His life's ambition was solely to implant in his talmidim Torah and yiras Shomayim. To this end the yeshiva was his very being.

As World War II slashed through Europe, Jewish institutions became empty shells with only the shadows flitting in and out of what was once a shul, yeshiva, or talmud Torah. The Nitra yeshiva was the last functioning yeshiva in all of Hungary.

Reb Michoel Ber Weissmandl, the son-in-law of the Nitra Rov, describes in his sefer, Min Hametzar, how his father-in-law had a heaven-sent intuition that there would come a day when only in Nitra would there still be a yeshiva. He promptly moved the yeshiva from its location in Tirnau to Nitra, encouraging and exhorting his talmidim to keep coming to the yeshiva and learning without a stop. Even in 1944 when the war in Hungary reached its peak and each morning brought the dreaded feeling that someone may not turn up in yeshiva, having been caught by the Gestapo, the Nitra Rov did not give up.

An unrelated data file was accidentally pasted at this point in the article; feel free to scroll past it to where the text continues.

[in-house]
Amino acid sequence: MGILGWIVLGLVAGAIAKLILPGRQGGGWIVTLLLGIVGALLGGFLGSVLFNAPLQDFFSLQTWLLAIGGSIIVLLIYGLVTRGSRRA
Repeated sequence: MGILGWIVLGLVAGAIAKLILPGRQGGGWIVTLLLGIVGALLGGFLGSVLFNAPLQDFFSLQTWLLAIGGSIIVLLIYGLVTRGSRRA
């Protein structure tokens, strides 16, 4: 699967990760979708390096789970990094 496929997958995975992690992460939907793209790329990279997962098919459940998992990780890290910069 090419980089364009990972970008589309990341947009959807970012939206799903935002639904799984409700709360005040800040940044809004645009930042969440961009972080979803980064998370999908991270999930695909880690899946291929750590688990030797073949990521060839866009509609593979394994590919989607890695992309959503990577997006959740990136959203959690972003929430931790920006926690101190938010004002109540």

As precious souls were being added to the mizbeiach of korbonos al kiddush Hashem, Rav Shmuel Dovid did not even permit bochurim to arrive late. Anyone who did so incurred a strict sentence from the Rosh Yeshiva for, as he said, "In such times we must strengthen ourselves doubly with the koach haTorah and not allow ourselves to weaken."

Near the beginning of the war the finances of the yeshiva were extremely low and the Rov was forced to travel to Vienna to collect funds for its upkeep. Delighted to have such a distinguished Rov in their midst, the Jews of Vienna tried to persuade Rav Ungar to stay over Shabbos, to daven and give a droshoh. In this way, they argued, more people would be aware of his presence and he could raise greater sums of much-needed funds. The Nitra Rov, however, refused, insisting that he must be back for leil Shishi when he gave a Chumash-Rashi shiur to his talmidim.

The askonim asked him uncomprehendingly, "If the situation is so bad, isn't it worth missing out on one shiur so that you can raise more money for the good of the yeshiva?"